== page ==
STARK, U.S. District Judge:
Pending before the Court is the Motion to Remand to the Superior Court of Delaware filed by Plaintiff Iron Workers District Council of New England ("Plaintiff"). (D.I. 8) ("Motion to Remand") Briefing on the motion was completed on July 16, 2015. (D.I. 9, 12, 19)
On April 15, 2015, Plaintiff filed a civil action in the Superior Court for the State of Delaware against MoneyGram International, Inc. ("MoneyGram"), Thomas H. Lee Partners, L.P. ("THL"), Pamela H. Patsley, W. Alexander Holmes, J. Coley Clark, Victor W. Dahir, Antonio O. Garza, Thomas H. Hagerty, Seth W. Lawry, Peggy Vaughan, Ganesh Rao, W. Bruce Turner, Merrill Lynch, Pierce, Fenner & Smith Incorporated, Wells Fargo Securities, LLC, Goldman Sachs & Co., Inc., J.P. Morgan Securities, LLC, Macquarie Capital (USA) Inc., and William Blair & Company, L.L.C. (collectively, "Defendants"). (See D.I. 9 at 2) In its Complaint, Plaintiff alleges claims, on behalf of itself and a putative class, based on allegedly materially false statements in a prospectus supplement associated with an offering for sale of MoneyGram stock, pursuant to Sections 11, 12(a)(2), and 15 of the Securities Act of 1933 ("Securities Act"), 15 U.S.C. §§ 77k, 771(a)(2), and 77o. (See D.I. 1, Ex. C)
On May 19, 2015, Defendants filed a notice of removal, contending this Court has subject matter jurisdiction under 28 U.S.C. § 1331 because Plaintiffs claims arise under federal law, and further that removal is proper under 28 U.S.C. § 1441. (D.I. 1 at ¶¶ 8, 11) Defendants assert that removal is proper because the Securities Litigation Uniform Standards Act's ("SLUSA") amendments to Sections 16 and 22(a) of the Securities Act
On June 18, 2015, Plaintiff filed its Motion to Remand (D.I. 8), arguing that federal courts do not have exclusive jurisdiction over "covered class actions." (D.I. 12 at 1-2) Instead, in Plaintiff's view, Sections 16(b) and (c) of the Securities Act only provide for the removal of covered class actions arising under state law. (See id.)
For the reasons below, the Court finds that neither Section 22(a) nor Section 16 of the Securities Act (as amended) — bars removal of class actions arising under the Securities Act. Accordingly, the Court will deny Plaintiff's motion.
II. LEGAL STANDARDS
Whether an action was properly removed to federal court involves an analysis
In this case, the existence of this Court's removal jurisdiction and whether state courts have concurrent jurisdiction both turn on interpretation of Sections 16 and 22(a), 15 U.S.C. §§ 77v and 77p, as amended.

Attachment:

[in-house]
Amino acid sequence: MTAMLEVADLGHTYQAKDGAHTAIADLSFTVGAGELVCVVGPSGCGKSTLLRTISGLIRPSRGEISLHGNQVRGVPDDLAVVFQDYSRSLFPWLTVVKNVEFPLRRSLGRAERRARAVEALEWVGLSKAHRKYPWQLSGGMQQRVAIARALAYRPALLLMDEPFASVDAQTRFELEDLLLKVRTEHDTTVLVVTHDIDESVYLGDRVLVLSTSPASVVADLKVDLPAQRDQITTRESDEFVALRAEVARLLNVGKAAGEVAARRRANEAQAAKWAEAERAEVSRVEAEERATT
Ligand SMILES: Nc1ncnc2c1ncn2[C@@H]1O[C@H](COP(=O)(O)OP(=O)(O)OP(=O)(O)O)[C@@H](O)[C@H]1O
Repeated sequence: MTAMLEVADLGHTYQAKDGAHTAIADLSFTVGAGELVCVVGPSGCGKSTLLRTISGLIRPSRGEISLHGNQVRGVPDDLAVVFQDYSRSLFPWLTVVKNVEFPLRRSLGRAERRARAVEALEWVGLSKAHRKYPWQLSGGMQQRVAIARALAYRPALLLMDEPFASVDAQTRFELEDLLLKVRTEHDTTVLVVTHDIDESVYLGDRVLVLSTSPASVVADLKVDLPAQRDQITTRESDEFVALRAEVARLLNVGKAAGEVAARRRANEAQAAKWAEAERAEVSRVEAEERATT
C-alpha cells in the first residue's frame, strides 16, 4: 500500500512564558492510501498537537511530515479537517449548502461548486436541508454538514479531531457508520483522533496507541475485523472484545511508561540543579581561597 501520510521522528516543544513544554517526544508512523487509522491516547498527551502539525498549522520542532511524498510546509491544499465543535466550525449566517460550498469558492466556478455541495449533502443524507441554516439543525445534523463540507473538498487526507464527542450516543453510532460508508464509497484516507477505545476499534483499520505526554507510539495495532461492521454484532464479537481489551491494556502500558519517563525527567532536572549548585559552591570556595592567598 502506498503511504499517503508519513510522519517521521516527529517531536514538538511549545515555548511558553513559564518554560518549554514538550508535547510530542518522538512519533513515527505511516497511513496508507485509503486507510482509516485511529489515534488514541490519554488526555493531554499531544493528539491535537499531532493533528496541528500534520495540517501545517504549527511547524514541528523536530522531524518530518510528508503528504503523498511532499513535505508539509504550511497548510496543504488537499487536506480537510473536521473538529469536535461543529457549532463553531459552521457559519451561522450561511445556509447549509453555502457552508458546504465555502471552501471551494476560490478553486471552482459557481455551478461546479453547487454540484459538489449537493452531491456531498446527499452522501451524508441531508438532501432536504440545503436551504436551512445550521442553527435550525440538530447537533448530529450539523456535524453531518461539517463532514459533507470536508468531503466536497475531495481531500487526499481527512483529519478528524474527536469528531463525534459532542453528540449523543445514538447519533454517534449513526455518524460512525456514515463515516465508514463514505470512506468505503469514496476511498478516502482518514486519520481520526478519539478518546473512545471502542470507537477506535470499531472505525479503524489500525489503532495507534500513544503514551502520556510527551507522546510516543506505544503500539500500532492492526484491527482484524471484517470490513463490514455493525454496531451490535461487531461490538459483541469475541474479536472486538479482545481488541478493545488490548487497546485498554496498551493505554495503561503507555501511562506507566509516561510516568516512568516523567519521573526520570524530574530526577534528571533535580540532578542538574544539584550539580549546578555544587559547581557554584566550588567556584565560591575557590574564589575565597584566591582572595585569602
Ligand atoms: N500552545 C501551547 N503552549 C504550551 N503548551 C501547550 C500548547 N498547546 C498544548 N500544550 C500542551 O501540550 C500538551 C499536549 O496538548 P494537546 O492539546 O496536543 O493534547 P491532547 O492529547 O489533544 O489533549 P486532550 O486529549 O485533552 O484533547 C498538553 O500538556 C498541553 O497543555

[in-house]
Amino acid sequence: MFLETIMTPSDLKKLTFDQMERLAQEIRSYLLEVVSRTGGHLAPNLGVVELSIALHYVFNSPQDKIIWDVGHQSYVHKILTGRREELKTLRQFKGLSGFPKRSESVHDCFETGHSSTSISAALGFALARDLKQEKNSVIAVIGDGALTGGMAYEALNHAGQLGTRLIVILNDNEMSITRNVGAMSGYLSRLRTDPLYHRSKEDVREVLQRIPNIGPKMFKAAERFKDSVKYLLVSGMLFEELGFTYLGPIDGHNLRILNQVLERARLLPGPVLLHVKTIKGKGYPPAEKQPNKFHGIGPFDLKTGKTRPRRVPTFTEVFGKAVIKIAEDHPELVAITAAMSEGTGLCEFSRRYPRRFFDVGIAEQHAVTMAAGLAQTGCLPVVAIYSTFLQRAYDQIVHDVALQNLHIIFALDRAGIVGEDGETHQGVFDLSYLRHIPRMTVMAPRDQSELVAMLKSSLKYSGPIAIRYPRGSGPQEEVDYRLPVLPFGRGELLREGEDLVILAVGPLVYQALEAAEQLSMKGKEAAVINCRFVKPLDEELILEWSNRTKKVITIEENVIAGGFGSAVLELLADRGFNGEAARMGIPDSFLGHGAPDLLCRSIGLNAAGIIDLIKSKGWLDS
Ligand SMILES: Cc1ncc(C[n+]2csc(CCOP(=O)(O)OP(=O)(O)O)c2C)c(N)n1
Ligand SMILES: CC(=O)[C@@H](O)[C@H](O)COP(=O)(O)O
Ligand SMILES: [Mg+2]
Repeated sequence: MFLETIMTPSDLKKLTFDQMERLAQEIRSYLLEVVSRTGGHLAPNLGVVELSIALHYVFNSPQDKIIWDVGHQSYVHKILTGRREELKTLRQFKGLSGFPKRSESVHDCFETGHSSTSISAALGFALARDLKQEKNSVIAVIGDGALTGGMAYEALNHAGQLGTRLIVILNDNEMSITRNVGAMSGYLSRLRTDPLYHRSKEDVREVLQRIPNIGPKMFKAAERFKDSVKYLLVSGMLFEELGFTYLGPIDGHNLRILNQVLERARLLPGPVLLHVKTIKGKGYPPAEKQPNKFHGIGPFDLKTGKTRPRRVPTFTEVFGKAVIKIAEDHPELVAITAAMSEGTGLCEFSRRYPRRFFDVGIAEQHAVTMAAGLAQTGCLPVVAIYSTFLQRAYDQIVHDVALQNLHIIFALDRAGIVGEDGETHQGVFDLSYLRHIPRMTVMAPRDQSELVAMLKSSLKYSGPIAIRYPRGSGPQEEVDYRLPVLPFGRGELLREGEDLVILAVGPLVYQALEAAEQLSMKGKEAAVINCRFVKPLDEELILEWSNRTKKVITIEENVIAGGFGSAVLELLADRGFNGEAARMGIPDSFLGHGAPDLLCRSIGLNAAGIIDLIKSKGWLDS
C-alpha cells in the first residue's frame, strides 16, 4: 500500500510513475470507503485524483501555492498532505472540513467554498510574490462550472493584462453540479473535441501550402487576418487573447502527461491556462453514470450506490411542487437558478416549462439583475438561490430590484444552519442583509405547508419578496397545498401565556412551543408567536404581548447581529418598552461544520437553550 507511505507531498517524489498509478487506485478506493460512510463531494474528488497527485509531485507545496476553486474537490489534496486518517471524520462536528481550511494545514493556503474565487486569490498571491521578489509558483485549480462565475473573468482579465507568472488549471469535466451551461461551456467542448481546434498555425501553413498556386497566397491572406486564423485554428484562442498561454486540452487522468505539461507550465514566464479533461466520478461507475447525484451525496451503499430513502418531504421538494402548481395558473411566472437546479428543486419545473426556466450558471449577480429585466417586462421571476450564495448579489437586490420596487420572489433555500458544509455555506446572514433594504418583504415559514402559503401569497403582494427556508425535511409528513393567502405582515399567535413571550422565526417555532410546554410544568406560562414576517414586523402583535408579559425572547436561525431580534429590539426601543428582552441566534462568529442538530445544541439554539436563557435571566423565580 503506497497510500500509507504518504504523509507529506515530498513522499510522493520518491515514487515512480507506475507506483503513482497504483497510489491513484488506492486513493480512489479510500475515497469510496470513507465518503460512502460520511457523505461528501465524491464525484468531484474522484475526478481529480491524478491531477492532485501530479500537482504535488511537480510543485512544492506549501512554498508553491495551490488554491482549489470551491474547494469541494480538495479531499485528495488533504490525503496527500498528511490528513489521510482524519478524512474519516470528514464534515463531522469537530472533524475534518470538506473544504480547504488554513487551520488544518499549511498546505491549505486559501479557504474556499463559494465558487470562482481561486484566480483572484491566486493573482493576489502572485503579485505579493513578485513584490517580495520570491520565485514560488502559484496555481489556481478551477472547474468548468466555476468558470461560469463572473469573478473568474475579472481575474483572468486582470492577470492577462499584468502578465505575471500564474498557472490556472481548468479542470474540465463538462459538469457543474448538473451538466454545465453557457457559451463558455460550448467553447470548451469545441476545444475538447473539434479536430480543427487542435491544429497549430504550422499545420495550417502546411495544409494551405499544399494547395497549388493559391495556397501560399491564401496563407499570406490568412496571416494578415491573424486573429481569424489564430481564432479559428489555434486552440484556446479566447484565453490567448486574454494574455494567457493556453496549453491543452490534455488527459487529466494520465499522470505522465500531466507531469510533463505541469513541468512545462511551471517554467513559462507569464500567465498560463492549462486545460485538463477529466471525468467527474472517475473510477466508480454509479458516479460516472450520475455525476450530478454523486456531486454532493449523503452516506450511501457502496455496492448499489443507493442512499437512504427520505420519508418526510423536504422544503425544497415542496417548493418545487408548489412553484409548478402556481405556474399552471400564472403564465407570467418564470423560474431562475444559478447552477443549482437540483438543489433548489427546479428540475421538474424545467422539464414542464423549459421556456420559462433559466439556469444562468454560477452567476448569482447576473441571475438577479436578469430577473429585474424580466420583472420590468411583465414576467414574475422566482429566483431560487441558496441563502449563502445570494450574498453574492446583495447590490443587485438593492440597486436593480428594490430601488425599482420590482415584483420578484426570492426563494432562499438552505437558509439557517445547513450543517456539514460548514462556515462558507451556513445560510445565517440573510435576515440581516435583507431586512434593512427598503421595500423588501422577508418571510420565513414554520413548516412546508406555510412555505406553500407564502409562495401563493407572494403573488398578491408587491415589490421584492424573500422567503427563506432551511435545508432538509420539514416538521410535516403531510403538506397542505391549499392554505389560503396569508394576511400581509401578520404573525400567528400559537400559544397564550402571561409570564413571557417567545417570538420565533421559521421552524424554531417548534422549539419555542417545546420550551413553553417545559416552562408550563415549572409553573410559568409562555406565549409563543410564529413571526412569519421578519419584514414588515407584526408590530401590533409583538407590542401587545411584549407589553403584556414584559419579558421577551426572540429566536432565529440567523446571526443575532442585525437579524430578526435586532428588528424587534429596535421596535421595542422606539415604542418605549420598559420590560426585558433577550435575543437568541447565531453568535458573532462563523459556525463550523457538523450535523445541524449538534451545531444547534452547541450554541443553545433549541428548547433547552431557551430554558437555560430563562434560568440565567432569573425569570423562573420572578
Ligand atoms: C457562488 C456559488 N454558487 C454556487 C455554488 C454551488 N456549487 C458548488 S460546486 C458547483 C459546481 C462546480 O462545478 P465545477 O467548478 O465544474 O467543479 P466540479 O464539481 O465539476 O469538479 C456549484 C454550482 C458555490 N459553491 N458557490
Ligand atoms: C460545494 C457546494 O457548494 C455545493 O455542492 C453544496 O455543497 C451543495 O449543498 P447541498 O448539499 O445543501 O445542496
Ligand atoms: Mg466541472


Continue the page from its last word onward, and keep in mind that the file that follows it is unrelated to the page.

Section 22(a) provides:
15 U.S.C. § 77v(a) (emphasis added to reflect SLUSA amendments). In other words, Section 22(a) provides for concurrent federal and state court jurisdiction over violations of the Securities Act, (i) except for "covered class actions" "as provided in section 77p," and (ii) except that, "as provided in section 77p(c)," there can be no removal to federal court of a Securities Act case brought "in any State court of competent jurisdiction." Understanding the meaning of Section 22(a), then, requires turning to section 77p and 77p(c).
Section 77p — that is. Section 16 of the Securities Act, including Section 77p(c) (i.e., Section 16(c)) — provides:
15 U.S.C. § 77p (emphasis added). Resolution of the pending motion turns on the parties' competing interpretations of these provisions of Section 16(c).
The parties offer sharply contrasting positions as to how the applicable statutes should be understood. Plaintiff's argument proceeds as follows: (i) Section 22(a) is a bar to removal of Securities Act cases "[e]xcept as provided in section 77p(c) [i.e., Section 16(c)] of this title;" (ii) Section 16(c), which does permit removal, applies only to "covered class action[s] ... as set forth in section (b) [i.e., Section 16(b)];" and (iii) section (b), permitting removal, only applies to "covered class action[s] [alleging fraud that are] based upon the statutory or common law of any State." That is, the opportunity to remove a securities fraud-based class action is limited to such actions that are based on state law, and does not apply to those that are based on violations of the federal Securities Act.
In support of this view, Plaintiff relies on dicta in the Supreme Court's decision in Kircher v. Putnam Funds Trust, 547 U.S. 633, 636, 126 S.Ct. 2145, 165 L.Ed.2d 92 (2006). In Kircher, in the course of considering jurisdiction over covered class actions arising under